There are plenty of reasons I prefer college football to the NFL variety, but if I could only choose one, I’d point to this great story about Chris Ault.
The birthplace of the Pistol Offense is a carpeted, 10-foot-by-30-foot stretch in the front of the Nevada football locker room that has probably been walked over a million times in the past eight years. One morning in the spring of 2005, Wolf Pack head coach Chris Ault — coming off a 5-7 season — led his running backs coach Jim Mastro and three other Nevada assistants with him from their coaching offices down a flight of stairs at 6:30 a.m. to the ground floor of the Wolf Pack football building.
Ault had an idea, an idea that less than a decade later has had a profound influence not just on college football, but the NFL as well. What grew from a six-hour session that began that morning in Reno a few weeks before the start of spring ball has had an impact that has even helped spark the San Francisco 49ers and their young standout quarterback Colin Kaepernick on a Super Bowl run.
“I was disgusted with our run game,” Ault recalled to CBS on Wednesday morning. “I felt our football program needed an identity. Honestly, it was gonna be a feast or famine with this thing.”
Engineering an entirely new offensive formation/strategy out of necessity due to limited resources was just the first step. The second was finding gold in a raw kid – and adapting the strategy to his talents.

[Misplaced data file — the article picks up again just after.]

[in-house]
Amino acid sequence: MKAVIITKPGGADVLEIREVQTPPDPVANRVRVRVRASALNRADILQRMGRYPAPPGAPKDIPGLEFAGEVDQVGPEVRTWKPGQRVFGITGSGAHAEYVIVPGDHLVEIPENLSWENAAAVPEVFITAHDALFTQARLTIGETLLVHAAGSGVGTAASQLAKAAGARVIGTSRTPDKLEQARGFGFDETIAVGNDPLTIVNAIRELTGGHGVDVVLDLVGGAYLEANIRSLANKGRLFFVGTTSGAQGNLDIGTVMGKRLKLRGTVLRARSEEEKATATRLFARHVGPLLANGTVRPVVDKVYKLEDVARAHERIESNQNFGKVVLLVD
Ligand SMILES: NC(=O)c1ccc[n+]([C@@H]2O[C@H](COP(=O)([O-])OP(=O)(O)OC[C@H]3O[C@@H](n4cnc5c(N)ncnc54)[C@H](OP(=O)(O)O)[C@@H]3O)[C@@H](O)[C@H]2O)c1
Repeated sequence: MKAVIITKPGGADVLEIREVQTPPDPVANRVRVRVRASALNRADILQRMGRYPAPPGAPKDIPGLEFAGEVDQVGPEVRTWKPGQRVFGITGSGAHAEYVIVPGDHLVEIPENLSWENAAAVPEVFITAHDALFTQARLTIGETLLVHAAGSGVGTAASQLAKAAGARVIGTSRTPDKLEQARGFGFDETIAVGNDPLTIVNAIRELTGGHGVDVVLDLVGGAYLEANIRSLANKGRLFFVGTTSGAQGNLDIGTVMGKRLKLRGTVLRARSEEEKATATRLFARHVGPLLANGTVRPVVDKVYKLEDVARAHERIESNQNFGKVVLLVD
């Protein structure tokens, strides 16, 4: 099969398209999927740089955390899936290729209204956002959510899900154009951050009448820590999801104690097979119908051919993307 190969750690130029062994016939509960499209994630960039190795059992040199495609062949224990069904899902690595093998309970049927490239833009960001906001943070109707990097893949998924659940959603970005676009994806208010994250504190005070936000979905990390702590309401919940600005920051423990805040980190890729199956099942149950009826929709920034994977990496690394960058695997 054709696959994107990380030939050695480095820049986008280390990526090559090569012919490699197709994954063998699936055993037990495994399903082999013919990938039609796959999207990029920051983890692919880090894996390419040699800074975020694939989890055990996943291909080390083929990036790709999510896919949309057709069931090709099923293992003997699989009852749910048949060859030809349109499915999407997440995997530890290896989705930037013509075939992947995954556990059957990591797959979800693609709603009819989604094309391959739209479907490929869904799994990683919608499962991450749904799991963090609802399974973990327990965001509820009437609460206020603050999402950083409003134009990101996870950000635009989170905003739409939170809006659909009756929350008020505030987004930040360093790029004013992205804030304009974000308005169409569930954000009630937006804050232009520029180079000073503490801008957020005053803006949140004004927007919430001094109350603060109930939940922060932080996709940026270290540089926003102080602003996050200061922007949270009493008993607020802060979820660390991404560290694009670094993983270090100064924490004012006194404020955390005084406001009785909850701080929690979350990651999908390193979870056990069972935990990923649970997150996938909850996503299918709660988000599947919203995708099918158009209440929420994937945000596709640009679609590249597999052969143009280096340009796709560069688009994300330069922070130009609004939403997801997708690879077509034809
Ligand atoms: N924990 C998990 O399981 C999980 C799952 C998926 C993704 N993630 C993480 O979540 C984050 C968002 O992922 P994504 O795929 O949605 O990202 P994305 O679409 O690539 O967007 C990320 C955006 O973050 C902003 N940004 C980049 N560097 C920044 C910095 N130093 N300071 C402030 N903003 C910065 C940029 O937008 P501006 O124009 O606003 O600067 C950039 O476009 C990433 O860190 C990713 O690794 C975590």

“He was a Wing-T QB in high school, and he threw it side arm,” Ault said. “He had that pitching throw. You could see he had decent speed. We had him in camp. I probably wouldn’t have offered him off film. We didn’t offer him out of camp. But we knew he probably could be a good free safety or wide receiver if he couldn’t play quarterback. He was such a great kid, very attentive. We didn’t know he was getting ready to put his cape on, and it’s now with a big K right in the middle of it.”
Can you imagine a coach in the NFL going out on a limb like that? Nah. Going out on a limb there means taking a chance that what Ault came up with in that six-hour session might work at the next level.
College ball doesn’t have the NFL’s parity. But it more than makes up for that with its diversity. Paul Johnson may be an ass of the first order, but I love that there’s a place in the world for the triple option. Long may all of it run.